A hundred years later people are still suffering from the echoes from the past. Turkey – the main successor to the Ottoman Empire – has no diplomatic relations with neighboring Armenia. The border has remained completely sealed since 1993 when Armenia went to war with Azerbaijan, a close Turkish ally.
Celil Ersoglu, a local Turkish tour guide, says in the early 1990s when Armenia broke away from the Soviet Union there was initial optimism and investment.
“Then after closing the border everybody left and nothing happened and the younger generation is now running away,” Erdoglu said.
Armenian and Turkish villages are in sight of each other. But it takes a 140-mile detour through the country of Georgia to reach settlements just across the river. On the Armenian side villagers echo the complaints of their Turkish neighbors, crushing rural poverty exacerbated by a sealed frontier.
The Armenian village of Anipemza lies in the shadow of Soviet-era watchtowers. 32-year-old Kristina shows her garden of tomatoes, cucumbers, onion, cabbage and parsley. There are seven people to feed in her household, all are unemployed. She blames the closed border for hurting job prospects.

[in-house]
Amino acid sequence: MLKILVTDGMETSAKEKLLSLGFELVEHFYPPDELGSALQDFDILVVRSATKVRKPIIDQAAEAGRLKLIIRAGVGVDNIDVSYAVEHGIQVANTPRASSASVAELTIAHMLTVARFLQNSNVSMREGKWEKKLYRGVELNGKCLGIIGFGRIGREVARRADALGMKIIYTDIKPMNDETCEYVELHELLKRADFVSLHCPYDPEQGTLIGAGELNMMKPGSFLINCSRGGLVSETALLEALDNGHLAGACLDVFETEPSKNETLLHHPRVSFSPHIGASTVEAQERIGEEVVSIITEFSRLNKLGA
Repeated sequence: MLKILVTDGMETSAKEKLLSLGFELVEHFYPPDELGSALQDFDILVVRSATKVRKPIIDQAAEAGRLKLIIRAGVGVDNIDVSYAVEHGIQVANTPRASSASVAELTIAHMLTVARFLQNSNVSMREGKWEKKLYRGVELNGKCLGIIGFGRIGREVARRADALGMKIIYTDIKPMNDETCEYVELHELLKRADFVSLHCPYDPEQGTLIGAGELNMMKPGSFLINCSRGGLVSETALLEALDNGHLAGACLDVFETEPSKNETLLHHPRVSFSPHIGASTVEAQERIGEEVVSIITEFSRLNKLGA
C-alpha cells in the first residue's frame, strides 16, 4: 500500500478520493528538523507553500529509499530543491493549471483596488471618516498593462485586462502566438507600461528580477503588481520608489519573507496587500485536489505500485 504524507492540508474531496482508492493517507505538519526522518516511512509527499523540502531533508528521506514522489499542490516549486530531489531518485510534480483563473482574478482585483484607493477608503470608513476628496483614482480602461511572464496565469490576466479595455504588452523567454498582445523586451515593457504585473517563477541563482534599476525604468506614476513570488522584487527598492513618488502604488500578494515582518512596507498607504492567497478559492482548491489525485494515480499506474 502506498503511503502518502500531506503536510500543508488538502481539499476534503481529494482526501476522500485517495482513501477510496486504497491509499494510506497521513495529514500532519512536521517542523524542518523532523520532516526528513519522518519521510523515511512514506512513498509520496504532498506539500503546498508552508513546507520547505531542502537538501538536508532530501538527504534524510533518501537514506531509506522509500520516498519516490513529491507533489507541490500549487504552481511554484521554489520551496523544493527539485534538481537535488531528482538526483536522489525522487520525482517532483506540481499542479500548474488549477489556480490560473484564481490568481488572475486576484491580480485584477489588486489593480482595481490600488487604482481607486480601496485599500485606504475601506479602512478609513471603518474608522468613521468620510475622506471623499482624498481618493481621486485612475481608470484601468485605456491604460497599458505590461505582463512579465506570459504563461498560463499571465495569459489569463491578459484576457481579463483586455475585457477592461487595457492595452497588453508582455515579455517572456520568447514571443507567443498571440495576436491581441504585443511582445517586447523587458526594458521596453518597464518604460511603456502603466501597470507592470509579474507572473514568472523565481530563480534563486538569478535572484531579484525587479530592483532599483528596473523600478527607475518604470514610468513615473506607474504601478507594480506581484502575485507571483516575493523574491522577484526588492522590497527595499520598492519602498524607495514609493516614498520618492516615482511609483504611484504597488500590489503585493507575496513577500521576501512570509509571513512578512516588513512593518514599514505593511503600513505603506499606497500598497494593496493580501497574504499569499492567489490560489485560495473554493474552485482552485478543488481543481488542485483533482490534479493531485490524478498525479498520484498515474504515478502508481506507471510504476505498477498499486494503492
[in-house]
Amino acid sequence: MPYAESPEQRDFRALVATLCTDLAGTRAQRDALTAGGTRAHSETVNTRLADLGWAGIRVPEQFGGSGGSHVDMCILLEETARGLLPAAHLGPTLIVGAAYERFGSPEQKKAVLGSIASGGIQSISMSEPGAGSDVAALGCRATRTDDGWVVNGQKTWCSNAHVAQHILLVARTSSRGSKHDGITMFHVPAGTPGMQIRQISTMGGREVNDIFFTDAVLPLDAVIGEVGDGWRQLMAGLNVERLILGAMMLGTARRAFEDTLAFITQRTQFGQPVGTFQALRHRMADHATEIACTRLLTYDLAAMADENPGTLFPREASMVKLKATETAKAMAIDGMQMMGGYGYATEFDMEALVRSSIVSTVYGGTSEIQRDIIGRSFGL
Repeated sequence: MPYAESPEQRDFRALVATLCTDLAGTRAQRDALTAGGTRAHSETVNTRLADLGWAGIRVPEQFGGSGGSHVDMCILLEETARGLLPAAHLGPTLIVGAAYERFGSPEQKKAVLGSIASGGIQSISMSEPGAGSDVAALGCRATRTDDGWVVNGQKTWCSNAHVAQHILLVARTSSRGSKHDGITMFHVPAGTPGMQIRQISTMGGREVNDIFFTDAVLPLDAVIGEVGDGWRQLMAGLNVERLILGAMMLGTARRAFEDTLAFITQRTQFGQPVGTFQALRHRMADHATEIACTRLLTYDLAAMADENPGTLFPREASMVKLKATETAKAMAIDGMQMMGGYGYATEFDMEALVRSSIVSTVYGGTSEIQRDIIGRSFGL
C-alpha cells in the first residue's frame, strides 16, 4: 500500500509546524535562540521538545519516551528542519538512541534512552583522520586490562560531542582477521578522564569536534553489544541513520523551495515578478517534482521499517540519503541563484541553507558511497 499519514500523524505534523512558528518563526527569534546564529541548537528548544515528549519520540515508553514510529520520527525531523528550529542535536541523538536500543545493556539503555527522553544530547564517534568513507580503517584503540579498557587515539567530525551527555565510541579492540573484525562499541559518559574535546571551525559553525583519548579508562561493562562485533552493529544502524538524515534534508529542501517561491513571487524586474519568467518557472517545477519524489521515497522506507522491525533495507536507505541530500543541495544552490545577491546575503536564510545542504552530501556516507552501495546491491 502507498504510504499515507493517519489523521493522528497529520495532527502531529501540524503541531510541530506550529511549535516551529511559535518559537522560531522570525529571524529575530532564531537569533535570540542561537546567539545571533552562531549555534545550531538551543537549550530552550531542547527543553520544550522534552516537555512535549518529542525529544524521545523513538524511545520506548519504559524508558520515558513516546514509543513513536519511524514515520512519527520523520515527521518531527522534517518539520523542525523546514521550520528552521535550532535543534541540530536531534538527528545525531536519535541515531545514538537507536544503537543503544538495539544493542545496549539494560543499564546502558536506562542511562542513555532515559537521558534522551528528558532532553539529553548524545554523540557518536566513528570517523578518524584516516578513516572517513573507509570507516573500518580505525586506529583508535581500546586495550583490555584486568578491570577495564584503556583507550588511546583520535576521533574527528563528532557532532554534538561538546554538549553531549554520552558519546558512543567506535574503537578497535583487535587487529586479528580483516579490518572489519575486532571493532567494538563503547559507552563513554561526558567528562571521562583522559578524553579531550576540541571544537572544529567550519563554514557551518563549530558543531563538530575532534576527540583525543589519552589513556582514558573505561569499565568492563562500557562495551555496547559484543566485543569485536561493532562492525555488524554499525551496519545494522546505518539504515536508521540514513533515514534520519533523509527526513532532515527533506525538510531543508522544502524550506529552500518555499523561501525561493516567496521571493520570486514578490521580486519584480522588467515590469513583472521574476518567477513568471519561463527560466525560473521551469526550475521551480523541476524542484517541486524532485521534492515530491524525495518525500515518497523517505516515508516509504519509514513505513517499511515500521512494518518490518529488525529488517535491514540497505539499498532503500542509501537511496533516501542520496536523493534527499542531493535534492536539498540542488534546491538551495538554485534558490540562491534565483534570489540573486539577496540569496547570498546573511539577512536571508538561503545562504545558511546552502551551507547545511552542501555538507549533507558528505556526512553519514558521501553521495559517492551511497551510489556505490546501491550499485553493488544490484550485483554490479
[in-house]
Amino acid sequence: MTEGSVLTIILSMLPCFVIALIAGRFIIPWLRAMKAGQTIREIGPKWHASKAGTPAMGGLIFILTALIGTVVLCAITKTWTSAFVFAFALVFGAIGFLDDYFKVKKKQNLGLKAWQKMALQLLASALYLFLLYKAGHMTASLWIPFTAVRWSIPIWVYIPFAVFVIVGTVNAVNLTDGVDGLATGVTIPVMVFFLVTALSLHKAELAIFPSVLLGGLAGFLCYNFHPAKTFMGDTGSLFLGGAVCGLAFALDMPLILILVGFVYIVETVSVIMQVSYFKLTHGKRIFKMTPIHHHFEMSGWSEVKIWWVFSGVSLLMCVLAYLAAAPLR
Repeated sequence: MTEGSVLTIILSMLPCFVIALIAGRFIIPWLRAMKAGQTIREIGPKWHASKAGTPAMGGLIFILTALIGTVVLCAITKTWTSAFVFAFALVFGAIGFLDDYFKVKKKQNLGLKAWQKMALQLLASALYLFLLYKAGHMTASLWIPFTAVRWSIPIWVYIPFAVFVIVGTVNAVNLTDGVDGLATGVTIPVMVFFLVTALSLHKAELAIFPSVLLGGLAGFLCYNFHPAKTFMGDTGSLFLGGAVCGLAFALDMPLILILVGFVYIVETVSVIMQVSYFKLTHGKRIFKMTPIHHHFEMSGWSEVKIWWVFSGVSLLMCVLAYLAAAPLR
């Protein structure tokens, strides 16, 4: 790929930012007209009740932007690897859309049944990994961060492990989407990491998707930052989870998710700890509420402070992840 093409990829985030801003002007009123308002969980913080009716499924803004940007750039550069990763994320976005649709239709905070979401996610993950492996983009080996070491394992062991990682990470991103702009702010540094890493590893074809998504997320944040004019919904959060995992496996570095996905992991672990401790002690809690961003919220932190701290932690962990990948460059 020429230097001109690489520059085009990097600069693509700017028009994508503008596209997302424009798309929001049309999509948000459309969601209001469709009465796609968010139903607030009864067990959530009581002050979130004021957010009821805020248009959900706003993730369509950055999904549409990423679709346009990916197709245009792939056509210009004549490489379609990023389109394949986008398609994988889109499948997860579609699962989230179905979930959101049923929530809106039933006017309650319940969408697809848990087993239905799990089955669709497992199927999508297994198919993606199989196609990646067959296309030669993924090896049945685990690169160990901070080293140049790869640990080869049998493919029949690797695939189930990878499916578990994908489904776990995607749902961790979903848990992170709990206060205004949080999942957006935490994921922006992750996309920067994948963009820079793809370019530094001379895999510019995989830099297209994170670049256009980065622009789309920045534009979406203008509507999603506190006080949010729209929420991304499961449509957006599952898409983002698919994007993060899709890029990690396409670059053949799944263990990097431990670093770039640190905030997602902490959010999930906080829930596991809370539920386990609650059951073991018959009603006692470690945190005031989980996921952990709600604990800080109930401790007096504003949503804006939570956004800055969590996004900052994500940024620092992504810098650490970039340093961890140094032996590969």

“If there was work here people wouldn’t be leaving to other places or other cities or going abroad in order to make money,” she said.
At the nearby school, pupils are rehearsing patriotic songs and making other arrangements to commemorate the 1915 genocide. 44-year-old school teacher Vardhui Ghazaryan from the nearby border city of Gyumri says Armenian people will never forget the genocide. But that doesn’t mean this should keep people divided.
“We don’t forget this genocide, for me I think I am fourth generation. But I don’t forget and I have to remember this great tragedy,” Ghazaryan said. “But if we are friendship with (Turks) – okay we don’t forget, but we can be in a relationship.”
Turks and Armenians along the border express hope that after tensions about the genocide commemoration subside, their national leaders will reopen talks which have been stalled since 2009.
There are thousands of years of shared history. But enmities stemming from the crimes of the 20th century make dialogue difficult.